On Monday, the U.S. Supreme Court announced a 6-3 decision that sided with a Washington State high school coach who wanted the right to kneel and pray on the field after games.
Joseph Kennedy, an assistant coach for Bremerton High School’s varsity football team and head coach of the junior varsity team, would kneel on the field after games and pray for a decade, eventually joined by some of the players. Out of concern for legal action, Bremerton, WA public school officials asked him to stop praying on the field. Kennedy refused to do so and he was placed on leave before his contract was not renewed in 2015.
Kennedy sued, and, thanks to the support of many conservative activists, his case eventually made its way to the Supreme Court.
Ultimately, the court’s majority ruled that the coach’s prayer was protected by the First Amendment.
“The Constitution and the best of our traditions counsel mutual respect and tolerance, not censorship and suppression, for religious and nonreligious views alike,” wrote Justice Neil Gorsuch for the majority.
“It elevates one individual’s interest in personal religious exercise, in the exact time and place of that individual’s choosing, over society’s interest in protecting the separation between church and state, eroding the protections for religious liberty for all,” wrote Justice Sonia Sotomayor for the minority.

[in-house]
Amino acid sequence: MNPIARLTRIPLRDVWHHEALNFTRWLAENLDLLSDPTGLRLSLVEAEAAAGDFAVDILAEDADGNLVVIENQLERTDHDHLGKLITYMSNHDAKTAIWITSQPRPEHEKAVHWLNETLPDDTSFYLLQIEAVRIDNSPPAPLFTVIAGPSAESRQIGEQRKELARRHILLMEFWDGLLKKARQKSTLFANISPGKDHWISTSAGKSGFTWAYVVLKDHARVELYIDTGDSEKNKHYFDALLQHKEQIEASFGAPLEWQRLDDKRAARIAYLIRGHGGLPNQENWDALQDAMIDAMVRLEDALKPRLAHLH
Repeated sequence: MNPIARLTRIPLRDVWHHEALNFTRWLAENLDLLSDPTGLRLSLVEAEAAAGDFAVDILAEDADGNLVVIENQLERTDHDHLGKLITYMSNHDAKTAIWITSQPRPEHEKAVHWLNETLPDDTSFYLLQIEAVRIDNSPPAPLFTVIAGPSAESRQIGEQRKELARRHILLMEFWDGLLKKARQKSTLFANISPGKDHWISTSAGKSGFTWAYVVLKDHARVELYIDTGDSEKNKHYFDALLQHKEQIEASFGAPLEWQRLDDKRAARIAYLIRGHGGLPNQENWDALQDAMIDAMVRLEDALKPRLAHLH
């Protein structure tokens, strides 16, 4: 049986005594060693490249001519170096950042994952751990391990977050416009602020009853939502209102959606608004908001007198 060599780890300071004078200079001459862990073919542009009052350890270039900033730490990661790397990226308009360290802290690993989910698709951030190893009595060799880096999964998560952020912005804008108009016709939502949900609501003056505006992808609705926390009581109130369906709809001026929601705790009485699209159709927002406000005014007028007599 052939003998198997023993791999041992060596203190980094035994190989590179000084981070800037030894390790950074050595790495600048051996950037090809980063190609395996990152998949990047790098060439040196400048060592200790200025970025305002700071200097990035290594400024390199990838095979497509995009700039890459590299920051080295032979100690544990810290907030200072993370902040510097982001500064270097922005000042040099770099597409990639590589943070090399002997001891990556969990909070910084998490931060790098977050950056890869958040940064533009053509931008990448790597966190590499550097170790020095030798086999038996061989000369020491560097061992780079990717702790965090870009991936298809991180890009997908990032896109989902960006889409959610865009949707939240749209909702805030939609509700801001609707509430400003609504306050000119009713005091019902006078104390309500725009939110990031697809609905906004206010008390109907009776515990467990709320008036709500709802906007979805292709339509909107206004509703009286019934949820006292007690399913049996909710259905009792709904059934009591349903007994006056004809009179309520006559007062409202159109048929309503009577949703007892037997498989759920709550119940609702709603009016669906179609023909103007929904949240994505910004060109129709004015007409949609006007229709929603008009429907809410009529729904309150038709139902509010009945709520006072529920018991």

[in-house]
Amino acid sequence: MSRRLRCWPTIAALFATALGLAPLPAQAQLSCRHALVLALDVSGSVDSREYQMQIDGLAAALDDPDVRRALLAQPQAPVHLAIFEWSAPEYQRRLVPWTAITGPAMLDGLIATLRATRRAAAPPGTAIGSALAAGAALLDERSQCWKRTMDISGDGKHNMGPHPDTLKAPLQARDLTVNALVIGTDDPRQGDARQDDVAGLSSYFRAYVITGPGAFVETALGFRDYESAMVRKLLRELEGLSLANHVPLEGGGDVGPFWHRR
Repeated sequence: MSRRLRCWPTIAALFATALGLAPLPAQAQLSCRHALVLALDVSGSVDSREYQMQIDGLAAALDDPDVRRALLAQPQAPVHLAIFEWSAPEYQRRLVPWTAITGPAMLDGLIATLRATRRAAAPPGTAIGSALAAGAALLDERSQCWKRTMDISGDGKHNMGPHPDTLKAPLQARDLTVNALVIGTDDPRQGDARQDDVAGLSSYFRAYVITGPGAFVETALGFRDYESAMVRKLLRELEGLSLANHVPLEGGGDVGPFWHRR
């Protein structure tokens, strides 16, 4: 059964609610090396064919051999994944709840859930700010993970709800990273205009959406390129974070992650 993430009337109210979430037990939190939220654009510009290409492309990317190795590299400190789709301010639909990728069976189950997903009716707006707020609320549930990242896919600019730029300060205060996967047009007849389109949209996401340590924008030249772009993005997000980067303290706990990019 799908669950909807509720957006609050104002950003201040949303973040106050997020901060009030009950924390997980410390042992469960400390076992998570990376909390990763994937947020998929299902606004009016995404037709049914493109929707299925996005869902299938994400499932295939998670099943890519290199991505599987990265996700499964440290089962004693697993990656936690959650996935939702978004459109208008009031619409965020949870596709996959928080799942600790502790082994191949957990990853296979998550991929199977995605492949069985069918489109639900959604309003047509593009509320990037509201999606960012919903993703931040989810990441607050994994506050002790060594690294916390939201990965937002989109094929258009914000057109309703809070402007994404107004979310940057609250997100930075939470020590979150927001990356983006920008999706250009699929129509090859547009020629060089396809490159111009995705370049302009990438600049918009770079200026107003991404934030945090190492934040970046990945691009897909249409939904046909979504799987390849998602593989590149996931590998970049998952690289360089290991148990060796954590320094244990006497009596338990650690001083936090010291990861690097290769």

Many around the country wondered if the conservative court would have ruled the same way if Kennedy were Muslim or Jewish, while others wondered if the same judges would approve of Colin Kaepernick’s national anthem kneeling protest at sporting events if it came before them. The sports world certainly had a lot of strong reactions to the decision. Given how many prayers, specifically Christian prayer, can be a part of American sporting events, there are a lot of opinions out there.
Auburn men’s basketball coach Bruce Pearl praised the decisions.
Thank you for your leadership Coach Kennedy and making prayer available to your Student Athletes! We are so blessed in this country to have these freedoms! Grateful! @AuburnTigers https://t.co/OcdpqHtp5i
— Bruce Pearl (@coachbrucepearl) June 27, 2022
Jemel Hill pondered what would happen if the coach had been Muslim and if the same people cheering today would still approve of the decision.
The issue wasn’t about him praying, but that he was pressuring other students to join him. Please let a Muslim coach try this and see what happens. https://t.co/JyaRjQYIYa
— Jemele Hill (@jemelehill) June 27, 2022
Others in the sports media and sports world chimed in as well.
American Christians are so used to their faith being the default that they cannot possibly fathom there being consequences for not participating in these situations. The rest of us have long histories that show otherwise & even then it's often not enough. https://t.co/5kSYrNwlGt
— Rachel (@rmiriam) June 27, 2022
This isn’t about prayer, it’s about whether or not a football coach has power and influence over his players.
This ruling basically says he doesn’t, which we all know, is inaccurate. https://t.co/Kay6aMuneo
— The Ten12 Network (@Ten12Network) June 27, 2022
— Gunner (@GunnerRocks) June 27, 2022